PENNEY FARMS – Local dogs are finding themselves behind bars, as part of a new program mutually benefiting Florida prison inmates and shelter dogs.

Clay County Animal Care and Control recently teamed up with a Jacksonville Beach-based animal welfare organization, Pit Sisters, in an effort to change the lives of inmates in Florida correctional facilities. Five Clay County canines will go to prisons as of Pit Sisters’ program Teaching Animals and Inmates Life Skills, or TAILS.

“We jumped onto this opportunity because it’s a great thing for these shelter dogs to not only be able to help themselves, but the people in the prison system too,” said Christina Sutherin, CCACC director. “We’re excited that this is our first selection of dogs, the staff is excited because it gives us something else to focus on, and we are hoping to add more correctional facilities in the future.”

The aim of the program is to pair five shelter dogs with inmates in order for the inmates to train, socialize and care for the dogs, with the overall goal of finding a forever home for the re-trained dogs. This is the first time Clay County has participated with the program.

The dogs that are housed at the shelter near Penney Farms are often those without formal training, some of them have been neglected and some lack interaction with humans. Jennifer Deane, TAILS’ director and president of Pit Sisters, put the dogs through extensive tests before transferring them to TAILS in a March 14 sendoff.

Deane said the animals they look for are ones that can tolerate being handled, don’t show aggression and interact well with other dogs. The dogs are put through a series of tests that included a one on one evaluation where Deane sees how the dogs handle food, distractions and general commands. The dogs are also spayed, neutered and heart worm free.

The dogs who passed the full-blown evaluation were sent to the Lawtey Correctional Institution in Bradford County. At the facility, the dogs will be paired with inmates who will have the opportunity to train the dogs for eight weeks. Upon the successful completion of the TAILS program, the dogs will graduate and be ready for adoption.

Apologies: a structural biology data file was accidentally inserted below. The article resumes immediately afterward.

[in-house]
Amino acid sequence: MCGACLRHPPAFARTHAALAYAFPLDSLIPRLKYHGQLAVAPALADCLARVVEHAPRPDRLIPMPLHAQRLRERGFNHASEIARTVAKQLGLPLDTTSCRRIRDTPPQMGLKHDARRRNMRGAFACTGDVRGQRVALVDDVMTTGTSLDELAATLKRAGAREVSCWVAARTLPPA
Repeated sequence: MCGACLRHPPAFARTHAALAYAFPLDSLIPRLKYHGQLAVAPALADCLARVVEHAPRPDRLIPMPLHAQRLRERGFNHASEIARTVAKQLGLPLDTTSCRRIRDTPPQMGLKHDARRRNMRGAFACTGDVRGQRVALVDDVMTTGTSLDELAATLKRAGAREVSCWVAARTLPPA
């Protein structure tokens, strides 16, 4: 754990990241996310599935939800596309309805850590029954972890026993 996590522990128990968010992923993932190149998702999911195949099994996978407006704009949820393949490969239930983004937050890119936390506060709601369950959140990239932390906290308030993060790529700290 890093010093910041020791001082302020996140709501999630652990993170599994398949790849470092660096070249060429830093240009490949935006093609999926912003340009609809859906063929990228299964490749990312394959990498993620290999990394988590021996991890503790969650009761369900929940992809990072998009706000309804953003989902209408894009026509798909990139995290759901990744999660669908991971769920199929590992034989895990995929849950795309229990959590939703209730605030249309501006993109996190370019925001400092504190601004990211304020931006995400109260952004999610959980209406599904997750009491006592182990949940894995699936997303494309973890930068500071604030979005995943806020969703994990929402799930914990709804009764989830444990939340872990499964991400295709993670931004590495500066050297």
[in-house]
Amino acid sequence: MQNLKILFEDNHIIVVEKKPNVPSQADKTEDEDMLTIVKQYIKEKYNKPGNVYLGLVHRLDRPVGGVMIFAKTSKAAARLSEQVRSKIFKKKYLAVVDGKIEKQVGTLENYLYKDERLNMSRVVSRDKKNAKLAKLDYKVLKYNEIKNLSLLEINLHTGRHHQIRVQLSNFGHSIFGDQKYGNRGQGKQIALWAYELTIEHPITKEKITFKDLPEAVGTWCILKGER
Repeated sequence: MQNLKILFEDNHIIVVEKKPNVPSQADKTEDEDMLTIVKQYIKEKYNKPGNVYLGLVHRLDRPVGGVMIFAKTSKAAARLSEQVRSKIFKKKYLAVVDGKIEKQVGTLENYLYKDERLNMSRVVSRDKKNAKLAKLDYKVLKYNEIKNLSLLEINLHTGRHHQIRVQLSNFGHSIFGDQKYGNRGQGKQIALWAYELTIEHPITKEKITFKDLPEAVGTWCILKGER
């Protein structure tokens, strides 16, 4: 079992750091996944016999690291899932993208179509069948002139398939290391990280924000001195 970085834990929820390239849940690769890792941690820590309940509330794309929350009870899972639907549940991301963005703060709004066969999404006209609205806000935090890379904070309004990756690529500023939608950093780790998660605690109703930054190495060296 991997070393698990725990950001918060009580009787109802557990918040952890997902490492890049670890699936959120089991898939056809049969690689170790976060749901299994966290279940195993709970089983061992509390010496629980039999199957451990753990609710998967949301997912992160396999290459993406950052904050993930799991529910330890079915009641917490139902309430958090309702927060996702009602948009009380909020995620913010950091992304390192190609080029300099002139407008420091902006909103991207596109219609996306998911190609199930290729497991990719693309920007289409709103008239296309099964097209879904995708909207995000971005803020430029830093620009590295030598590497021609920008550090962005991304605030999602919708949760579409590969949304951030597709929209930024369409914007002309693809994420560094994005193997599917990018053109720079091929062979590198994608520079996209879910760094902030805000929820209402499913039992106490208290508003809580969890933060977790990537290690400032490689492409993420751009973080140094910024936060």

“The dogs receive training to help them succeed in everyday life and the prisoners discover a new purpose in life and are less likely to return back to the prison system,” Sutherin said.

The inmates who participate in the program must be non-violent, not have any convictions for animal cruelty or domestic violence and must have a record of good behavior in their facility. The program is so popular among inmates, that many are placed on waiting lists before they can participate with TAILS.

The inmates, like most pet owners, grow attached and devoted to their fury best friends.

“They treat them like they are their own dogs,” Dean said. “They really care and are sad to see them go.”

The advocacy group, Friends of Clay County Animals, which serves as the volunteer arm of CCACC, was on hand Tuesday for the TAILS selection event. The organization is in full support of what Pit Sisters is doing for the dogs.

“They will get some consistency, and when they come out, people will know what kind of dog they’re adopting,” said Andrea Cassman, founder of FOCCA.

When the dogs graduate from the prison program, so do the inmates who have a chance to learn the valuable skills which the TAILS program is built upon.

“We had one inmate that left prison and we offered him a scholarship to become a dog trainer, and he’s now studying to become one,” Deane said. “He’s a completely different guy than he was when he went into prison, and you can see it firsthand.”


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